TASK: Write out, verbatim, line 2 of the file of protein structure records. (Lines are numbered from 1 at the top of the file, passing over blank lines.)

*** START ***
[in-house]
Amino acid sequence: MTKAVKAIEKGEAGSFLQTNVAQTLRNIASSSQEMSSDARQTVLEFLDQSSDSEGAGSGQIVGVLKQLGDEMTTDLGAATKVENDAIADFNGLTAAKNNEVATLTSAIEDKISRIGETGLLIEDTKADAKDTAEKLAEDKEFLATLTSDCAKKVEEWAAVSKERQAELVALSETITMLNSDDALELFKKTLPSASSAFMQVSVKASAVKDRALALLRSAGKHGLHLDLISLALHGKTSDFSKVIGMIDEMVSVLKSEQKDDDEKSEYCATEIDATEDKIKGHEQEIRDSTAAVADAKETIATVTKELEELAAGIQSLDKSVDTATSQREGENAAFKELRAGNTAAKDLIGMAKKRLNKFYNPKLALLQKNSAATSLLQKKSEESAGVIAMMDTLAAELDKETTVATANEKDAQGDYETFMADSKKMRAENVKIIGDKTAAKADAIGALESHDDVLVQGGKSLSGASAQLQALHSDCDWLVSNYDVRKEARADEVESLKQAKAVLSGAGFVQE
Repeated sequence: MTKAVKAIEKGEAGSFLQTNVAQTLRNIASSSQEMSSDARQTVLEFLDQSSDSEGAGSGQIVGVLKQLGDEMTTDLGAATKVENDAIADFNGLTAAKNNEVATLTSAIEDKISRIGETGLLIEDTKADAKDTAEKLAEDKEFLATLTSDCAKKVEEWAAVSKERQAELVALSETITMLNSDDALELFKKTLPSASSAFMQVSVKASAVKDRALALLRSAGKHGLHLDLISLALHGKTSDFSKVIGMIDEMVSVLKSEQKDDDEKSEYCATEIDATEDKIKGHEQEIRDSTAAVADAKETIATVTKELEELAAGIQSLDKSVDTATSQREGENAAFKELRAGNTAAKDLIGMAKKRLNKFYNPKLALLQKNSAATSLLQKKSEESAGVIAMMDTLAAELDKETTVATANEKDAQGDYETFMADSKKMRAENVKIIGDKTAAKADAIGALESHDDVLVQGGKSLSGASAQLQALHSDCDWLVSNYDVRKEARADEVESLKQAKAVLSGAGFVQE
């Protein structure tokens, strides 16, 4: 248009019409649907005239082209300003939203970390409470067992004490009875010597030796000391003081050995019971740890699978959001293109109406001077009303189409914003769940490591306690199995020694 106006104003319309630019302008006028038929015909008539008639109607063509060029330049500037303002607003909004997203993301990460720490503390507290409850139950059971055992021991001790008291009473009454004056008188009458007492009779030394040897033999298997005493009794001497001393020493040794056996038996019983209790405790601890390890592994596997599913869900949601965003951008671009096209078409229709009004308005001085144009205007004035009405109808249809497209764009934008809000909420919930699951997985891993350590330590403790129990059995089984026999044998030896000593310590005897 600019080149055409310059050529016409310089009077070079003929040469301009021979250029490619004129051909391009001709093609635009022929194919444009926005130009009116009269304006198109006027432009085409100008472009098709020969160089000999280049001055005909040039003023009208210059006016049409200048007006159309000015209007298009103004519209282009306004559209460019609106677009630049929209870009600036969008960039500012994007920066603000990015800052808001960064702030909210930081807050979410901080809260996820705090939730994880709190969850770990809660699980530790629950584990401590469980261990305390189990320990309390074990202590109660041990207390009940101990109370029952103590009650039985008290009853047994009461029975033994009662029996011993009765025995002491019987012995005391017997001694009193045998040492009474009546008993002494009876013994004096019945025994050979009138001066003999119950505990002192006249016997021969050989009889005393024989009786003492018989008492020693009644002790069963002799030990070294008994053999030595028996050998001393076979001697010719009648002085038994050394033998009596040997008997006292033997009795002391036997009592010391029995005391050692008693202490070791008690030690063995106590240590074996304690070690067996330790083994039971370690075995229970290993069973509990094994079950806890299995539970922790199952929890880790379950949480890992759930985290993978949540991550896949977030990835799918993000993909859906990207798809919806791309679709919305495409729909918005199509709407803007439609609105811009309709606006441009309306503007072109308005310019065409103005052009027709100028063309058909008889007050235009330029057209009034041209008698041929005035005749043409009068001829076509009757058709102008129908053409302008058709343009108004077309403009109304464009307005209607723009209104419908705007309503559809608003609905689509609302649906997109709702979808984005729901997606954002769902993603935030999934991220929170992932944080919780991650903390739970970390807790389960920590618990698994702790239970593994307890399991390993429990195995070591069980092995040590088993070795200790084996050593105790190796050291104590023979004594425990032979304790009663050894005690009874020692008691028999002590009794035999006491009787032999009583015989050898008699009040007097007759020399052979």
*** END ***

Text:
Amino acid sequence: MTKAVKAIEKGEAGSFLQTNVAQTLRNIASSSQEMSSDARQTVLEFLDQSSDSEGAGSGQIVGVLKQLGDEMTTDLGAATKVENDAIADFNGLTAAKNNEVATLTSAIEDKISRIGETGLLIEDTKADAKDTAEKLAEDKEFLATLTSDCAKKVEEWAAVSKERQAELVALSETITMLNSDDALELFKKTLPSASSAFMQVSVKASAVKDRALALLRSAGKHGLHLDLISLALHGKTSDFSKVIGMIDEMVSVLKSEQKDDDEKSEYCATEIDATEDKIKGHEQEIRDSTAAVADAKETIATVTKELEELAAGIQSLDKSVDTATSQREGENAAFKELRAGNTAAKDLIGMAKKRLNKFYNPKLALLQKNSAATSLLQKKSEESAGVIAMMDTLAAELDKETTVATANEKDAQGDYETFMADSKKMRAENVKIIGDKTAAKADAIGALESHDDVLVQGGKSLSGASAQLQALHSDCDWLVSNYDVRKEARADEVESLKQAKAVLSGAGFVQE